Obama’s economic stimulus takes center stage during Virginia House debate

VIRGINIA BEACH, Va. — The stimulus package took center stage during a House debate Thursday in a district that Republicans are targeting this fall.
Freshman Rep. Glenn Nye (D-Va.), Republican challenger Scott RigellEdward (Scott) Scott RigellGOP rushes to embrace Trump GOP lawmaker appears in Gary Johnson ad Some in GOP say Trump has gone too far MORE and independent candidate Kenny Golden faced off in a high school auditorium filled with more than 500 people.

The candidates were questioned by a single moderator on a range of issues, including healthcare, Afghanistan, veterans’ affairs, immigration, the environment and lobbying rules. Even though the format did not specifically allow for interaction between the candidates, Rigell took several opportunities to attack Nye directly, notably his support of President Obama’s 2009 stimulus package.
Rigell, a millionaire owner of a local car dealership, told the crowd of the turmoil his business suffered during the economic downturn, but said the stimulus was not the answer.

 "Either we believe in the free market or we don't," Rigell said.
Nye was often on the defensive throughout the debate; explaining his vote on the stimulus, Nye said, "When I first got into Congress, we were in the worst economic crisis we had ever seen."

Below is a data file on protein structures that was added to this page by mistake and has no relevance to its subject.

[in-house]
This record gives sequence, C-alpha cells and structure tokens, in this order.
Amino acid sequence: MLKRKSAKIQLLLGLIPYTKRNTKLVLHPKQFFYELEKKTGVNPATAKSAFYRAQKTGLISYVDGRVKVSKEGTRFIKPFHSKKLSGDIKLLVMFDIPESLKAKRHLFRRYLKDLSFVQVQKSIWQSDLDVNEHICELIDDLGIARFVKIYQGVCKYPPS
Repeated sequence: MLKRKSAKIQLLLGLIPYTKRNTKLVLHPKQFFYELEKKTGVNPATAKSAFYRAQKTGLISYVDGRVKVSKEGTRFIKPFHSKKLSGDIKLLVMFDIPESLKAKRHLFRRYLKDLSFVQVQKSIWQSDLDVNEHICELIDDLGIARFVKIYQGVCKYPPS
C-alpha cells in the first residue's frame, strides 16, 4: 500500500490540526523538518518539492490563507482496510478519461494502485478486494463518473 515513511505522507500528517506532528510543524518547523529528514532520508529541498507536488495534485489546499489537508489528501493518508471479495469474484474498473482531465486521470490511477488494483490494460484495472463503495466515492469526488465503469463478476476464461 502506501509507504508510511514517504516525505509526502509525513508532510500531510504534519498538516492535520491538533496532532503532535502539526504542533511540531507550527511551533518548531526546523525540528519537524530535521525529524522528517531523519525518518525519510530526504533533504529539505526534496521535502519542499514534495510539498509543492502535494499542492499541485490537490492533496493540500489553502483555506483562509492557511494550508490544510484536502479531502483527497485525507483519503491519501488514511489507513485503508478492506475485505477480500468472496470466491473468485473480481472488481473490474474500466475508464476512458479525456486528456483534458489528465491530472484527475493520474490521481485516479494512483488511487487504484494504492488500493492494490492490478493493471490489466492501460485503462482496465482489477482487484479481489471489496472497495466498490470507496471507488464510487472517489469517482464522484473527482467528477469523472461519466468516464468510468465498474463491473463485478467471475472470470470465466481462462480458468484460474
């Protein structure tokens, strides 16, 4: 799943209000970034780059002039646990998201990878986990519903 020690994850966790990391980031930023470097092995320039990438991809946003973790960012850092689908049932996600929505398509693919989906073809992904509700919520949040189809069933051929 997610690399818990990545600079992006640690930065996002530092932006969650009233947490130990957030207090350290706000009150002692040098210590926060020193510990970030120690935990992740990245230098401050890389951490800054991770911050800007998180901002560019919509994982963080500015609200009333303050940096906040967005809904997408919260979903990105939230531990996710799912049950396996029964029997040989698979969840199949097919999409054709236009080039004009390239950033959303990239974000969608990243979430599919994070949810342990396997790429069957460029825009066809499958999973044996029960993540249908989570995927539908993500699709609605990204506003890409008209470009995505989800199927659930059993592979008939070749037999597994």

When the candidates were first introduced, there was a low grumbling at the mention of Nye's name, contrasted with applause for Rigell. 

Nye voted against healthcare reform, though Rigell pointed out that Nye waited until the day before the vote to announce his opposition. 

He accused Nye of basing his vote on whether Speaker Nancy Pelosi (D-Calif.) had enough Democratic votes to pass the legislation. 

"Clarity comes to Congressman Nye when clarity comes to Speaker Pelosi on the vote count," Rigell said.
Nye responded that he was reading each section of the bill in detail before announcing his decision. He offered several explanations for voting against the legislation. 

"I went against my party and voted for what I thought was right," Nye said.
He later added, “I decided it wasn't the right plan for the people I represent." 

Nye, who was a foreign-service officer before being elected in 2008, refrained from attacking Rigell or Golden during the debate. 

He delivered his most detailed answers on the issue of American foreign policy regarding the wars in Afghanistan and Iraq, citing his recent visit to Afghanistan and his experience overseas as a foreign-service officer.


During his closing remarks, Rigell held up a Nye flyer he said arrived at his home. "During the time we've been sitting here debating, the deficit has increased by 1 million," Rigell said. "It's because of waste like this taxpayer funded mailer as my opponent uses your tax money to campaign."